What Can We Steal From Andrew Brogdon’s “WE’D LOVE YOUR DAUGHTER AS THE NEW FACE OF OUR INFANT CLOTHING LINE”?

Title of Work and its Form: “WE’D LOVE YOUR DAUGHTER AS THE NEW FACE OF OUR INFANT CLOTHING LINE,” poem
Author: Andrew Brogdon
Date of Work: 2010
Where the Work Can Be Found: The poem appears in Issue 10.4 of DIAGRAM, a great online literary journal.  Read Mr. Brogdon’s poem here.

Bonus: Mr. Brogdon happens to be a brilliant computer programmer-type guy in addition to being a great poet.  As a gift to the writing community, he created Submission Mojo, a free resource that allows you to track where you send your work.  Check it outHere is an article Christopher Higgs wrote about one of Mr. Brogdon’s past ventures, a web site that created poetry out of Internet search results.  Here is a poem that Mr. Brogdon published in Pleiades, a great journal.

Element of Craft We’re Stealing: Playfulness

Discussion:
This twenty-one-line poem consists of twenty-one statements from people who are seemingly surrounding a girl who is being made up in preparation for a photo shoot.  The make-up artists make comments about the girl’s cuteness, the hairstylist asks the girl to shift her head, the photographer makes adjustments to the lens.  Mr. Brogdon’s shrewdest turn comes in the last line:

Face the lights sweetheart look at your mother

A member of the crew (perhaps the photographer) asks the young lady to turn her head in her mother’s direction.  Mr. Brogdon hadn’t named the mother before this point; does the mother matter to all of the people who are buzzing around?  Does the girl?  One could also believe that the last line is spoken by the mother…a woman who is only given voice in the very last line of the poem.

Mr. Brogdon often reminds me of one of my favorite contemporary poets: Denise Duhamel.  His stuff is fun and he enjoys referring to popular culture, but he also demonstrates a passion for the music that words can make.  After you read the first few lines of “WE’D LOVE YOUR DAUGHTER…,”  you discover that each statement is related by the transition between lines.  The sentence is not quite over when it cuts, and we never really see the beginning of the subsequent statement.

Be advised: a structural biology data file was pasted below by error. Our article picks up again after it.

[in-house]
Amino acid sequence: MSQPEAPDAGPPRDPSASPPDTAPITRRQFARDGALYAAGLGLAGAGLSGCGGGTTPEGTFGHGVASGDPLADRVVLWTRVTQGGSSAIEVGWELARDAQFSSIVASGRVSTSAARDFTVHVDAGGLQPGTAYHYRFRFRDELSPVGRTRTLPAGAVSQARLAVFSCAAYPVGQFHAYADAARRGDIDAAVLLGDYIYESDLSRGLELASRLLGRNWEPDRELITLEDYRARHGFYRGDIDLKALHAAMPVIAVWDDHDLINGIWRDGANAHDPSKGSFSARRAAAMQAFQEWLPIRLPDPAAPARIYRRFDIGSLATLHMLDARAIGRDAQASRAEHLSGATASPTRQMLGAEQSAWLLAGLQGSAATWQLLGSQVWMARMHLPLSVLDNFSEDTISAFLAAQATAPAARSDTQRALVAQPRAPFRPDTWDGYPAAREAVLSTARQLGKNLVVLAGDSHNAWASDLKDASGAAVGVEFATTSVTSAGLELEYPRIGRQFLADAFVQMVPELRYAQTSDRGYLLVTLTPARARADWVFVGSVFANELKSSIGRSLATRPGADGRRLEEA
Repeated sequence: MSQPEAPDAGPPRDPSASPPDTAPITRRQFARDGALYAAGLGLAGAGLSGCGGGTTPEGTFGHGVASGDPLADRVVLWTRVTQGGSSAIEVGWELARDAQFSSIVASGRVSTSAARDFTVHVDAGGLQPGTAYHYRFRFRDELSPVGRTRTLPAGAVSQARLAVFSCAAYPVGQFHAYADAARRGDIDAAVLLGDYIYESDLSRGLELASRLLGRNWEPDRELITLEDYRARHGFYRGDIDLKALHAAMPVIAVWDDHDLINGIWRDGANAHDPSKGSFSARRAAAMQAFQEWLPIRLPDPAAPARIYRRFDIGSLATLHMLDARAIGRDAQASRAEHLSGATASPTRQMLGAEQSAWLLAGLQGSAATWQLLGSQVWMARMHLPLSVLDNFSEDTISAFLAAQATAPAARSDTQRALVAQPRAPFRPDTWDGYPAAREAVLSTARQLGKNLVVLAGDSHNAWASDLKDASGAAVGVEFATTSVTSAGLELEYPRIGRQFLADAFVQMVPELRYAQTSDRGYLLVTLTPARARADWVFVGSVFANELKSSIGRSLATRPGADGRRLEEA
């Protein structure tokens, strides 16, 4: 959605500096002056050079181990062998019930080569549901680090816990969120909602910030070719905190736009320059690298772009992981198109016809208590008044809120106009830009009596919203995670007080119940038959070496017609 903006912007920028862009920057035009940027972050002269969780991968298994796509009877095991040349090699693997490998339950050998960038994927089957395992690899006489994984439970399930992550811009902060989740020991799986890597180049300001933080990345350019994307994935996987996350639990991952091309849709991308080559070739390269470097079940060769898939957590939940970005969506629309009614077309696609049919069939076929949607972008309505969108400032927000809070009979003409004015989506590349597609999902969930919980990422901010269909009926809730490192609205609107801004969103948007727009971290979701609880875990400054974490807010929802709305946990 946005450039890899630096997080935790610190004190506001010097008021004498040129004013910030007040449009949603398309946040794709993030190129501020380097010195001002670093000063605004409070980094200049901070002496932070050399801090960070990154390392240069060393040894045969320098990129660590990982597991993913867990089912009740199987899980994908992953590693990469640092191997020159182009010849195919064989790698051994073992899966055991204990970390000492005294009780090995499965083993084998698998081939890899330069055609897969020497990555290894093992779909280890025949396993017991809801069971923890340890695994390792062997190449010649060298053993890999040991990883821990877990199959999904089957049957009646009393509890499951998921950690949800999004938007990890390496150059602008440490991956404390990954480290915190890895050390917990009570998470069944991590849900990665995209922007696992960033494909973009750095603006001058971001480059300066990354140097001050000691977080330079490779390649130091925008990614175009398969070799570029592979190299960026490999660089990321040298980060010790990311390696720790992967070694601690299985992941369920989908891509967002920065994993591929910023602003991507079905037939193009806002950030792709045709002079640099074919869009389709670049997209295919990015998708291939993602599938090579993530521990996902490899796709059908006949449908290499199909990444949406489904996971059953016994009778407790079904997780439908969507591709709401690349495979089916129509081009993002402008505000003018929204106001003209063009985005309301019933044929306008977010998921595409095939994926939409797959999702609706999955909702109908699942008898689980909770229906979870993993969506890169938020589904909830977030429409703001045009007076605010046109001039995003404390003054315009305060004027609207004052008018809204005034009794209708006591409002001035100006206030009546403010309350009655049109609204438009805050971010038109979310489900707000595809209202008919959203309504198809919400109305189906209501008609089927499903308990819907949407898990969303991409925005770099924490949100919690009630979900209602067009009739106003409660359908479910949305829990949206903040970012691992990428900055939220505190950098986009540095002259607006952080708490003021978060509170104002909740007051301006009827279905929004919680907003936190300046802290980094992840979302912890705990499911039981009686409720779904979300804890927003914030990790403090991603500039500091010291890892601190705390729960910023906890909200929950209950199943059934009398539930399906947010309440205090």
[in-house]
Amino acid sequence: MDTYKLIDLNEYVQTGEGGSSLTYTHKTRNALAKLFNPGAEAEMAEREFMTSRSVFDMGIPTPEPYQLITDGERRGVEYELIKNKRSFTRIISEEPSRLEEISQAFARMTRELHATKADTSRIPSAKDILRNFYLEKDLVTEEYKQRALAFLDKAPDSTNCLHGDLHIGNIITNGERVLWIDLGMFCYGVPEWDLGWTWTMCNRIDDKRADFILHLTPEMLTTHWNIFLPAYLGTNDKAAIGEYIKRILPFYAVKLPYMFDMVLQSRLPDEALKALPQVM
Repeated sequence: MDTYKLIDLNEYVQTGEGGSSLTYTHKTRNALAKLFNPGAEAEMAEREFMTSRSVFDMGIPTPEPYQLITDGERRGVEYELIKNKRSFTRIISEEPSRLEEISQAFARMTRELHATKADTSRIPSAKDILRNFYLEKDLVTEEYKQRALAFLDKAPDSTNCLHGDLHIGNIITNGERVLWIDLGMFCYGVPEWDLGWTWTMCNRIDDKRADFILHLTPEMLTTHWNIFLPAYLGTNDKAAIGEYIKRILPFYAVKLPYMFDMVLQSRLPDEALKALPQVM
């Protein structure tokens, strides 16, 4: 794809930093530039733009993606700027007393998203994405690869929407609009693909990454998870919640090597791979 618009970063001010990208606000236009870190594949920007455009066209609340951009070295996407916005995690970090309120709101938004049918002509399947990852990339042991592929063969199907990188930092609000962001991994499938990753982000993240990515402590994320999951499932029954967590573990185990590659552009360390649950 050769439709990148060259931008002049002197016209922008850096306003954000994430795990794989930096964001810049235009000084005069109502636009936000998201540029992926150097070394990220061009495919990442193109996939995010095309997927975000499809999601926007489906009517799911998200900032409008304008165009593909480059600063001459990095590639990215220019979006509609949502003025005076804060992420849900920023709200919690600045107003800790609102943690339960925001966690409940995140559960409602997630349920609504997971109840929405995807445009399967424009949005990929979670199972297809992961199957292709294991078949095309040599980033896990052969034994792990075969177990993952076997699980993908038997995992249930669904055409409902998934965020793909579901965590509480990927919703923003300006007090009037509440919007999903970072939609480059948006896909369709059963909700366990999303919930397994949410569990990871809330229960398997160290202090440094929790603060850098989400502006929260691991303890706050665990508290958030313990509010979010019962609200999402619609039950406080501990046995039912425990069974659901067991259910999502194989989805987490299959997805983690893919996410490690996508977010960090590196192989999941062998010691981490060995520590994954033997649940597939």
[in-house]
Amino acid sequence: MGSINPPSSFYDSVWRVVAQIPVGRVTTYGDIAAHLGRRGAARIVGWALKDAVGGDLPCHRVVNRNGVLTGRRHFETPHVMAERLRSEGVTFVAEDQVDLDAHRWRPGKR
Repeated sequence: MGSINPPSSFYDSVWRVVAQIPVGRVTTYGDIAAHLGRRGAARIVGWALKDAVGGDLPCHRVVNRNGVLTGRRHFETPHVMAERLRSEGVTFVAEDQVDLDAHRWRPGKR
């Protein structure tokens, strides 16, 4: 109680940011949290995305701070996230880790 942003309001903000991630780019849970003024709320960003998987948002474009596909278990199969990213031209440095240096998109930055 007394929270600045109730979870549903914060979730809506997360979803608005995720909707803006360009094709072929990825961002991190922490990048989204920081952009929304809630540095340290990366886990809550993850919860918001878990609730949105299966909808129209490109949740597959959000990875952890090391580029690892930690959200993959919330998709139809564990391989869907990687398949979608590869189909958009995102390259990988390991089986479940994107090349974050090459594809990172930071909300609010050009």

I was reminded of that old “Miss Suzie” rhyme…thing that little kids do in order to allow themselves to swear without getting in trouble:

The device seems similar, right?  What is the effect?  Mr. Brogdon creates a breathless atmosphere around the young girl.  We read about her in the title and now there are tons of people around her who are telling her that she’s pretty and primping her hair and dolloping makeup on her face.

The best thing about children is that they don’t have the same responsibilities and prejudices that adults have.  The world hasn’t yet sucked the joy out of their hearts.  Barenaked Ladies made an album for children called Snacktime; one of the songs is based on the classic joke:

Why was Six afraid of Seven?  Because Seven ate Nine.

BNL turned the joke into a song and was able to retain the playfulness and joy that is felt the first time a kid hears the joke:

Ladies and gentlemen, we all know that words have power.  Martin Luther King, Jr., for example, used soaring oratory to help convince stragglers that we should all treat each other with respect.  Some kinds of words have more power than others.  Verbs are typically some high-octane words.  And why not?  They’re all about action!  Now, Mr. Brogdon doesn’t begin each line with a verb, but each line DOES begin with a word that has a lot of power.  See?

brogon first linesThese lines have additional punch because Mr. Brogdon begins them with significant words.  Now compare this poem to the work of a far inferior poet.  Let’s look at the first words in the lines of one of my poems.  I wrote this piece for my favorite Ohio State athletics site, Eleven Warriors.

ken first wordsIsn’t it easy to see which poem has more power and why?  If I have any excuse, it’s that my poem is in blank verse, so I had a little less of a choice as to how my lines would begin…but the point stands.

What Should We Steal?

  • Lift a device used by children.  Kids LOVE playing with language; why not put yourself into the same mindset?
  • Begin your lines with striking words.  Even though your readers will think of your poem in terms of sentences on some level, the first words of each line still leave a lasting impression.

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One Comment

  • Ken, It’s so powerful to look at the first words of each line, as is your humble comparison of your poem to Brogdon’s. A great activity for class.
    Jen

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